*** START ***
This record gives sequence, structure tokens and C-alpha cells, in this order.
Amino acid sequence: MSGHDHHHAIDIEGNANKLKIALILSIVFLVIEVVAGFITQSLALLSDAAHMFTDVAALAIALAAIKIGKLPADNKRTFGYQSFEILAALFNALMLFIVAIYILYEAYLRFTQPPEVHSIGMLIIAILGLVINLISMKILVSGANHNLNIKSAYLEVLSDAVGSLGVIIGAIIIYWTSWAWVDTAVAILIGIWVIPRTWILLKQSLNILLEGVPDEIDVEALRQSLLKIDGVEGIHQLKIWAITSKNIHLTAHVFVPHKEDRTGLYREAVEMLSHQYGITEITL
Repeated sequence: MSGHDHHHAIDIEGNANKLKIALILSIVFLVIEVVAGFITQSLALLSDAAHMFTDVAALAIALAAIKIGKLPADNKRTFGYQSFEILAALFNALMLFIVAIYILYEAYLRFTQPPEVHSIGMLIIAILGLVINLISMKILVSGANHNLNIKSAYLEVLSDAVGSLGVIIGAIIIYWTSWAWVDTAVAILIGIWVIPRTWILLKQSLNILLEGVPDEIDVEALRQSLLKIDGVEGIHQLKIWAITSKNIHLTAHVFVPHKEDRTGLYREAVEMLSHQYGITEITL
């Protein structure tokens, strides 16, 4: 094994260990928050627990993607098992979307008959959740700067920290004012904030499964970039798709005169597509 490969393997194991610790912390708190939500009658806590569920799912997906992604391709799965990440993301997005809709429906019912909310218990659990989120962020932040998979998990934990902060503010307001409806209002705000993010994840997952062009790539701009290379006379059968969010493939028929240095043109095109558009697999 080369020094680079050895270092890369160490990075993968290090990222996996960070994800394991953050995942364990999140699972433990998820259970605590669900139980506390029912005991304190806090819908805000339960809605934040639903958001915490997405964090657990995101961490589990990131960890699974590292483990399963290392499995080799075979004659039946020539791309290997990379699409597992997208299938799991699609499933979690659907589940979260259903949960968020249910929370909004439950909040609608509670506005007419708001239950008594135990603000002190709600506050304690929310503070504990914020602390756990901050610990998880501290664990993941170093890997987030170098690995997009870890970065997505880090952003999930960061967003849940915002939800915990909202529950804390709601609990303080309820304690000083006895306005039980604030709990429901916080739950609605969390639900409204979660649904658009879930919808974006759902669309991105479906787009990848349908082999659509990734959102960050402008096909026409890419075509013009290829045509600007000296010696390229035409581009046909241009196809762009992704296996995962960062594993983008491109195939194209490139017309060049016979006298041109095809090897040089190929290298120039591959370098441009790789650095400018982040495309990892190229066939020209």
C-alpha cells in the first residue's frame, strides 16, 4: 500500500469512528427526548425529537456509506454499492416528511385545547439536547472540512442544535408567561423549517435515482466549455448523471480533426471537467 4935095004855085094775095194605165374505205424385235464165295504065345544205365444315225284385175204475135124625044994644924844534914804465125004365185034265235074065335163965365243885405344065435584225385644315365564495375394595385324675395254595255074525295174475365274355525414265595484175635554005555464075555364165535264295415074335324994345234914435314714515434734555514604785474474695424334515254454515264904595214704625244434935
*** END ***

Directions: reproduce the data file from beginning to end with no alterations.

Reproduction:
This record gives sequence, structure tokens and C-alpha cells, in this order.
Amino acid sequence: MSGHDHHHAIDIEGNANKLKIALILSIVFLVIEVVAGFITQSLALLSDAAHMFTDVAALAIALAAIKIGKLPADNKRTFGYQSFEILAALFNALMLFIVAIYILYEAYLRFTQPPEVHSIGMLIIAILGLVINLISMKILVSGANHNLNIKSAYLEVLSDAVGSLGVIIGAIIIYWTSWAWVDTAVAILIGIWVIPRTWILLKQSLNILLEGVPDEIDVEALRQSLLKIDGVEGIHQLKIWAITSKNIHLTAHVFVPHKEDRTGLYREAVEMLSHQYGITEITL
Repeated sequence: MSGHDHHHAIDIEGNANKLKIALILSIVFLVIEVVAGFITQSLALLSDAAHMFTDVAALAIALAAIKIGKLPADNKRTFGYQSFEILAALFNALMLFIVAIYILYEAYLRFTQPPEVHSIGMLIIAILGLVINLISMKILVSGANHNLNIKSAYLEVLSDAVGSLGVIIGAIIIYWTSWAWVDTAVAILIGIWVIPRTWILLKQSLNILLEGVPDEIDVEALRQSLLKIDGVEGIHQLKIWAITSKNIHLTAHVFVPHKEDRTGLYREAVEMLSHQYGITEITL
């Protein structure tokens, strides 16, 4: 094994260990928050627990993607098992979307008959959740700067920290004012904030499964970039798709005169597509 490969393997194991610790912390708190939500009658806590569920799912997906992604391709799965990440993301997005809709429906019912909310218990659990989120962020932040998979998990934990902060503010307001409806209002705000993010994840997952062009790539701009290379006379059968969010493939028929240095043109095109558009697999 080369020094680079050895270092890369160490990075993968290090990222996996960070994800394991953050995942364990999140699972433990998820259970605590669900139980506390029912005991304190806090819908805000339960809605934040639903958001915490997405964090657990995101961490589990990131960890699974590292483990399963290392499995080799075979004659039946020539791309290997990379699409597992997208299938799991699609499933979690659907589940979260259903949960968020249910929370909004439950909040609608509670506005007419708001239950008594135990603000002190709600506050304690929310503070504990914020602390756990901050610990998880501290664990993941170093890997987030170098690995997009870890970065997505880090952003999930960061967003849940915002939800915990909202529950804390709601609990303080309820304690000083006895306005039980604030709990429901916080739950609605969390639900409204979660649904658009879930919808974006759902669309991105479906787009990848349908082999659509990734959102960050402008096909026409890419075509013009290829045509600007000296010696390229035409581009046909241009196809762009992704296996995962960062594993983008491109195939194209490139017309060049016979006298041109095809090897040089190929290298120039591959370098441009790789650095400018982040495309990892190229066939020209």
C-alpha cells in the first residue's frame, strides 16, 4: 500500500469512528427526548425529537456509506454499492416528511385545547439536547472540512442544535408567561423549517435515482466549455448523471480533426471537467 4935095004855085094775095194605165374505205424385235464165295504065345544205365444315225284385175204475135124625044994644924844534914804465125004365185034265235074065335163965365243885405344065435584225385644315365564495375394595385324675395254595255074525295174475365274355525414265595484175635554005555464075555364165535264295415074335324994345234914435314714515434734555514604785474474695424334515254454515264904595214704625244434935